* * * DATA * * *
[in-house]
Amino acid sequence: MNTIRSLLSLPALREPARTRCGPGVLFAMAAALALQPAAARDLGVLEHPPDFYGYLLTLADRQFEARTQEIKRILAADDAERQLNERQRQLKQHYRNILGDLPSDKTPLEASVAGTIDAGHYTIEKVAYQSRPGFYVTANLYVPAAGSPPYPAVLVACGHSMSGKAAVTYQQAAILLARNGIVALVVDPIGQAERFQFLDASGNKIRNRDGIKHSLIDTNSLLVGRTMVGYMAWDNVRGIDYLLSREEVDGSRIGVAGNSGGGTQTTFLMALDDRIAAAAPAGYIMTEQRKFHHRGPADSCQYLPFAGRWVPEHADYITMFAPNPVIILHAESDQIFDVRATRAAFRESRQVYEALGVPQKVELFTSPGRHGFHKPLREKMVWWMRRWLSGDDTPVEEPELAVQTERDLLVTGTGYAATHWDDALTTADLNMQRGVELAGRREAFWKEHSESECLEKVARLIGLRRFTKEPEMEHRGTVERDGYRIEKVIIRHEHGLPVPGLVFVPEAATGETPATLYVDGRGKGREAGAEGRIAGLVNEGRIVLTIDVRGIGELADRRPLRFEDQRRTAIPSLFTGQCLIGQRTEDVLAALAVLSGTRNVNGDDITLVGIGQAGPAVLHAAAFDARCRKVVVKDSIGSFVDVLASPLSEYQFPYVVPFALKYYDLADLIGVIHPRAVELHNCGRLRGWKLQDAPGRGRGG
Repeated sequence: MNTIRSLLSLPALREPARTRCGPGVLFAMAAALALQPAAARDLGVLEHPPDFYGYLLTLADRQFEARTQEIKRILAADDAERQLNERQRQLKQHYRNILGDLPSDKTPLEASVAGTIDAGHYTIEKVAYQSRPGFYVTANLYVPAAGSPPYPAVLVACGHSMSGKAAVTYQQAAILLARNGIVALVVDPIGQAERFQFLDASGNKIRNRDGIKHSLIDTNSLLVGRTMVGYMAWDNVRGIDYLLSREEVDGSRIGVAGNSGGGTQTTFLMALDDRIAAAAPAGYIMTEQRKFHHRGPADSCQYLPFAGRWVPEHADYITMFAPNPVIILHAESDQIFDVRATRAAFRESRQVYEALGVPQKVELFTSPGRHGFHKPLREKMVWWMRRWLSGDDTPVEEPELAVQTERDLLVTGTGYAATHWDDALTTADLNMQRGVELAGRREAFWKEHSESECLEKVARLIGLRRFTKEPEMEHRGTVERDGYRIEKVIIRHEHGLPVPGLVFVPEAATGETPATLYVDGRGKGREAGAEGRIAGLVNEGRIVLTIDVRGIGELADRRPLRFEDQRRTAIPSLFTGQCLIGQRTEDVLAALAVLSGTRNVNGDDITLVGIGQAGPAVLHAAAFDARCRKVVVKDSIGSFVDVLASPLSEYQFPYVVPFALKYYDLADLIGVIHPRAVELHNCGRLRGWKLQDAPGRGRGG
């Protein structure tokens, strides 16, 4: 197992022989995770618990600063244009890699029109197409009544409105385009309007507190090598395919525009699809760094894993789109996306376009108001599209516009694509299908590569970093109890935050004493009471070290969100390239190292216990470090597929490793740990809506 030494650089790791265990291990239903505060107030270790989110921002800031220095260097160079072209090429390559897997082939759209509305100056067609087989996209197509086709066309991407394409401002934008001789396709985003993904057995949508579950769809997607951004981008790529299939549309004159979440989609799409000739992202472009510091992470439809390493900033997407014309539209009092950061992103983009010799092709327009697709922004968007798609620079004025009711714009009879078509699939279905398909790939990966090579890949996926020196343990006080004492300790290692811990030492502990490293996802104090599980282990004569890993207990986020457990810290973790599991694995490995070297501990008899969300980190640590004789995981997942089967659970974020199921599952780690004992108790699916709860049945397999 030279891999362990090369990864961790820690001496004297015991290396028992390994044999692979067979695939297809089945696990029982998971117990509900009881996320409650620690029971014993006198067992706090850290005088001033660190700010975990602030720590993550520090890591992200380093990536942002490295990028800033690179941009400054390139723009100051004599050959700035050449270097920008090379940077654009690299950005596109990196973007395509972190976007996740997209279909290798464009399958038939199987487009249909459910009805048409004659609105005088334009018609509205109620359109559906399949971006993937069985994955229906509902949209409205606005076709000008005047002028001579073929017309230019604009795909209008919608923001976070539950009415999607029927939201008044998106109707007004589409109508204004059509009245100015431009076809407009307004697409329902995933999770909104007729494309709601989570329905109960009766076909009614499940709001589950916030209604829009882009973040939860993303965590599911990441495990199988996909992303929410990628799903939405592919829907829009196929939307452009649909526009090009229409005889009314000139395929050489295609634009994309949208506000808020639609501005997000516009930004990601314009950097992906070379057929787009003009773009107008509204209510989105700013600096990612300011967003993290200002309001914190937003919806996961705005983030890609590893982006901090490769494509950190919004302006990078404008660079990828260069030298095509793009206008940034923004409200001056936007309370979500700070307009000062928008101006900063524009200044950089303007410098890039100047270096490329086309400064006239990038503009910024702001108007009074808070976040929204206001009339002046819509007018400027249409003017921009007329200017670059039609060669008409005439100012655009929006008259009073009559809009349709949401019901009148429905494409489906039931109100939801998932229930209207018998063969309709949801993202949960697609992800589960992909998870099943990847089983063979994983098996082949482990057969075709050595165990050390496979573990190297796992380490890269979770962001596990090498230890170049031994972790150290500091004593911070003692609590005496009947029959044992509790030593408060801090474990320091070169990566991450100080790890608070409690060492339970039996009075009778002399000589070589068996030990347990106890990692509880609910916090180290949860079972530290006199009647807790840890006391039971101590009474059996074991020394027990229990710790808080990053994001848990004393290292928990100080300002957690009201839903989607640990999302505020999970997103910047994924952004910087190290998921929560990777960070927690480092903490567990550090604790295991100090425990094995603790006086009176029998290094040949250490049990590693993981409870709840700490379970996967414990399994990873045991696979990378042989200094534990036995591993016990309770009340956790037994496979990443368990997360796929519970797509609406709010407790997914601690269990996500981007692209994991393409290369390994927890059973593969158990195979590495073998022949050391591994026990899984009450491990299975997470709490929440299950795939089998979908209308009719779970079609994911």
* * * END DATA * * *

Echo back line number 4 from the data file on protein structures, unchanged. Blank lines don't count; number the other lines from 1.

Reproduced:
């Protein structure tokens, strides 16, 4: 197992022989995770618990600063244009890699029109197409009544409105385009309007507190090598395919525009699809760094894993789109996306376009108001599209516009694509299908590569970093109890935050004493009471070290969100390239190292216990470090597929490793740990809506 030494650089790791265990291990239903505060107030270790989110921002800031220095260097160079072209090429390559897997082939759209509305100056067609087989996209197509086709066309991407394409401002934008001789396709985003993904057995949508579950769809997607951004981008790529299939549309004159979440989609799409000739992202472009510091992470439809390493900033997407014309539209009092950061992103983009010799092709327009697709922004968007798609620079004025009711714009009879078509699939279905398909790939990966090579890949996926020196343990006080004492300790290692811990030492502990490293996802104090599980282990004569890993207990986020457990810290973790599991694995490995070297501990008899969300980190640590004789995981997942089967659970974020199921599952780690004992108790699916709860049945397999 030279891999362990090369990864961790820690001496004297015991290396028992390994044999692979067979695939297809089945696990029982998971117990509900009881996320409650620690029971014993006198067992706090850290005088001033660190700010975990602030720590993550520090890591992200380093990536942002490295990028800033690179941009400054390139723009100051004599050959700035050449270097920008090379940077654009690299950005596109990196973007395509972190976007996740997209279909290798464009399958038939199987487009249909459910009805048409004659609105005088334009018609509205109620359109559906399949971006993937069985994955229906509902949209409205606005076709000008005047002028001579073929017309230019604009795909209008919608923001976070539950009415999607029927939201008044998106109707007004589409109508204004059509009245100015431009076809407009307004697409329902995933999770909104007729494309709601989570329905109960009766076909009614499940709001589950916030209604829009882009973040939860993303965590599911990441495990199988996909992303929410990628799903939405592919829907829009196929939307452009649909526009090009229409005889009314000139395929050489295609634009994309949208506000808020639609501005997000516009930004990601314009950097992906070379057929787009003009773009107008509204209510989105700013600096990612300011967003993290200002309001914190937003919806996961705005983030890609590893982006901090490769494509950190919004302006990078404008660079990828260069030298095509793009206008940034923004409200001056936007309370979500700070307009000062928008101006900063524009200044950089303007410098890039100047270096490329086309400064006239990038503009910024702001108007009074808070976040929204206001009339002046819509007018400027249409003017921009007329200017670059039609060669008409005439100012655009929006008259009073009559809009349709949401019901009148429905494409489906039931109100939801998932229930209207018998063969309709949801993202949960697609992800589960992909998870099943990847089983063979994983098996082949482990057969075709050595165990050390496979573990190297796992380490890269979770962001596990090498230890170049031994972790150290500091004593911070003692609590005496009947029959044992509790030593408060801090474990320091070169990566991450100080790890608070409690060492339970039996009075009778002399000589070589068996030990347990106890990692509880609910916090180290949860079972530290006199009647807790840890006391039971101590009474059996074991020394027990229990710790808080990053994001848990004393290292928990100080300002957690009201839903989607640990999302505020999970997103910047994924952004910087190290998921929560990777960070927690480092903490567990550090604790295991100090425990094995603790006086009176029998290094040949250490049990590693993981409870709840700490379970996967414990399994990873045991696979990378042989200094534990036995591993016990309770009340956790037994496979990443368990997360796929519970797509609406709010407790997914601690269990996500981007692209994991393409290369390994927890059973593969158990195979590495073998022949050391591994026990899984009450491990299975997470709490929440299950795939089998979908209308009719779970079609994911």